Spiritual Activism

Bringing a spiritual perspective to world events and daily life.

There are many activist groups at work in the world today. Ending warfare, disease, homelessness, hunger, and the deterioration of the environment are just some of the causes they fight for. But as well-meaning as they are, they also sometimes fall short of their intended goals.

What does it mean to be an activist? One definition is "one who subscribes to a doctrine of taking positive, direct action to achieve an end."

Many years ago Christ Jesus, the Son of God, practiced activism of a much different kind. His kind was spiritual. He took "positive, direct action" against sickness, sin, and even death through reliance on God. This healed people suffering from those troubles. He urged all who followed him to do the same when he said, "Heal the sick, cleanse the lepers, raise the dead, cast out devils: freely ye have received, freely give" (Matthew 10:8).

Jesus' basis for taking his activist stance in healing was his knowledge, his understanding, that God and His creation are one, and are spiritual in nature. Christian Science explains Jesus' healings in its textbook Science and Health with Key to the Scriptures, written by the Discoverer of Christian Science, Mary Baker Eddy. It states that his healings were natural works attainable by all who understand and follow his teachings, not miraculous works that were his personally. Christian Science brings a conscious unity with God that enables you, me, or anyone to approach the kind of healing works that Jesus did.

God is Spirit. His children are like Him, meaning they are spiritual -- not physical. This identity is the true identity of everyone. Conversely, the all-too-common picture of mortals who are suffering, sick, sinning, and doomed to die is really false. When faced with trouble of whatever type, we can correct thought. We can know that the situation isn't accurate unless it represents God's already perfect, spiritual creation. It is always erroneous thought that is the source of trouble, and not something external. So keeping this "positive, direct action" going in thought, we benefit from this activism.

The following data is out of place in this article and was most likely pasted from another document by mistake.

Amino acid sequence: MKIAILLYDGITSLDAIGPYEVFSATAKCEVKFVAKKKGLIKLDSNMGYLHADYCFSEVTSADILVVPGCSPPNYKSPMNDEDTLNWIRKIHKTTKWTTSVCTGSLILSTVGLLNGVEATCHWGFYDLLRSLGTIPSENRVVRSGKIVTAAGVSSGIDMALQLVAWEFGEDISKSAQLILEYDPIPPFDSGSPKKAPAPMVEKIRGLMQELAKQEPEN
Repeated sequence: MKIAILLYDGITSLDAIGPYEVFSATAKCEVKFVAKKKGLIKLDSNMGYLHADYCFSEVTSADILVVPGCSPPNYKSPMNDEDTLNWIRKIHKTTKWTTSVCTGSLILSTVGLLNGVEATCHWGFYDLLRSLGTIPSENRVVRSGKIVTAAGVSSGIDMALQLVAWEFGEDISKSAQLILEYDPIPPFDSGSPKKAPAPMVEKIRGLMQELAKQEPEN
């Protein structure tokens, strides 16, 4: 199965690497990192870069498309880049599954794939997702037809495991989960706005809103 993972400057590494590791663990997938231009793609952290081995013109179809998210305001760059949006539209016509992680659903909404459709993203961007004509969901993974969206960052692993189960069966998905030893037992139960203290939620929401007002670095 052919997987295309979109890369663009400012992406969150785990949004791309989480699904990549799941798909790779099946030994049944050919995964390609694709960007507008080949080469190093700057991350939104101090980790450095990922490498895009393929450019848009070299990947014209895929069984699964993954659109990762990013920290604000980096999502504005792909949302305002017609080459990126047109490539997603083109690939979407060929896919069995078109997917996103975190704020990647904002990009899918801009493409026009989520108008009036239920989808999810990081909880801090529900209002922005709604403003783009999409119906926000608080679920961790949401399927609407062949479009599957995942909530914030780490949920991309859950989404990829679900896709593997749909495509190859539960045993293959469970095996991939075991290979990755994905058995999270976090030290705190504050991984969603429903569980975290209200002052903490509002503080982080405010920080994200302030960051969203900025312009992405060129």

Here's an example. Not long ago I was waiting for a train. I noticed a young woman lying on the floor of the station. Her concerned friend was kneeling at her side. It was apparent to me that the woman was in some sort of distress, and I began praying. I remembered that God made us spiritual -- exempt from discord, including any discomfort, pain, or illness. I was not praying specifically for that person, because I hadn't been asked to. But I was praying to correct my thought about the situation.

During this time of prayer a great peace enveloped me. I resisted the temptation to stare at what was happening, remembering this statement from Science and Health: "Look away from the body into Truth and Love, the Principle of all happiness, harmony, and immortality. Hold thought steadfastly to the enduring, the good, and the true, and you will bring these into your experience proportionably to their occupancy of your thoughts" (p. 261). I did notice at one point, however, that two paramedics had come with a stretcher. I continued to pray. A few minutes later I glanced over. The woman was sitting on a bench unaided, and was in the process of dismissing the paramedics.

What had happened? Had my prayer really brought healing to the situation? I feel it made an important contribution. The assurance I had that all was enveloped in God's love-the absence of fear and the feeling of peace-was real. It's important to emphasize that my prayer was involved with correcting my own thought about the situation I was seeing. That's what prayer is all about. And prayer really does heal, regardless of distance and regardless of the type of problem. Prayer can, of course, lead us to take additional actions. In this case it did not. So you can pray while serving in a homeless shelter, donating to a charity, or volunteering for a neighborhood cleanup day.

Prayer is activism, "positive, direct action," in its highest form. This kind of activism gets right down to the root of the problem. It corrects the thoughts that are the causes of illness, environmental pollution, or the "pollution" of homes and families. It heals.

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